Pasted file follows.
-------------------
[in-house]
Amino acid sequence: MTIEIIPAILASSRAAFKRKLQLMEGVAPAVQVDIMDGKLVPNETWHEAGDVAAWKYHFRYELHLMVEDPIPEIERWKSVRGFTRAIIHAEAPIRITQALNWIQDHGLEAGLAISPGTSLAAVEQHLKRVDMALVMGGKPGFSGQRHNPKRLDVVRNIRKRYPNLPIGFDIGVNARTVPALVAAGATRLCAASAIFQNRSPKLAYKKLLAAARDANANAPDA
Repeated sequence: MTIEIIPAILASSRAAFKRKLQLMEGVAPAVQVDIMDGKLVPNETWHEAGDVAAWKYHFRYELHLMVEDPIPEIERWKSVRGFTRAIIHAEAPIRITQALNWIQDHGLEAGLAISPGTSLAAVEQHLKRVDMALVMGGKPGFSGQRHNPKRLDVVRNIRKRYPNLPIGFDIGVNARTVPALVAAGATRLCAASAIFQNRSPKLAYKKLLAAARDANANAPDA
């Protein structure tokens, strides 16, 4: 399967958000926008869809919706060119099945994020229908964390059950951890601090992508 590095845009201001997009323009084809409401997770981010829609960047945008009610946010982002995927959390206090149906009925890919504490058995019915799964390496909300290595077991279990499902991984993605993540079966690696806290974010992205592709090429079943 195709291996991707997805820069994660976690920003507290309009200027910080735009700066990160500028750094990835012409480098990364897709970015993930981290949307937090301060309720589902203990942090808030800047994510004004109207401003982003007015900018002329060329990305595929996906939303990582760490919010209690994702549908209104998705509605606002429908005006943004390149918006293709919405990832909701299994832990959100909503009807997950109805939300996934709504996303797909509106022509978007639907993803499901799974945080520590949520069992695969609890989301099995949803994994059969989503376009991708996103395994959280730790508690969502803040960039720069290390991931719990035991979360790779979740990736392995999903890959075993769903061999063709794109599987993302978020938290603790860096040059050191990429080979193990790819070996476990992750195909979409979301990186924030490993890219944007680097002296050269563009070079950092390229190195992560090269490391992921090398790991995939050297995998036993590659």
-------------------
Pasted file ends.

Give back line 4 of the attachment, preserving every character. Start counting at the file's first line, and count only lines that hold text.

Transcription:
């Protein structure tokens, strides 16, 4: 399967958000926008869809919706060119099945994020229908964390059950951890601090992508 590095845009201001997009323009084809409401997770981010829609960047945008009610946010982002995927959390206090149906009925890919504490058995019915799964390496909300290595077991279990499902991984993605993540079966690696806290974010992205592709090429079943 195709291996991707997805820069994660976690920003507290309009200027910080735009700066990160500028750094990835012409480098990364897709970015993930981290949307937090301060309720589902203990942090808030800047994510004004109207401003982003007015900018002329060329990305595929996906939303990582760490919010209690994702549908209104998705509605606002429908005006943004390149918006293709919405990832909701299994832990959100909503009807997950109805939300996934709504996303797909509106022509978007639907993803499901799974945080520590949520069992695969609890989301099995949803994994059969989503376009991708996103395994959280730790508690969502803040960039720069290390991931719990035991979360790779979740990736392995999903890959075993769903061999063709794109599987993302978020938290603790860096040059050191990429080979193990790819070996476990992750195909979409979301990186924030490993890219944007680097002296050269563009070079950092390229190195992560090269490391992921090398790991995939050297995998036993590659």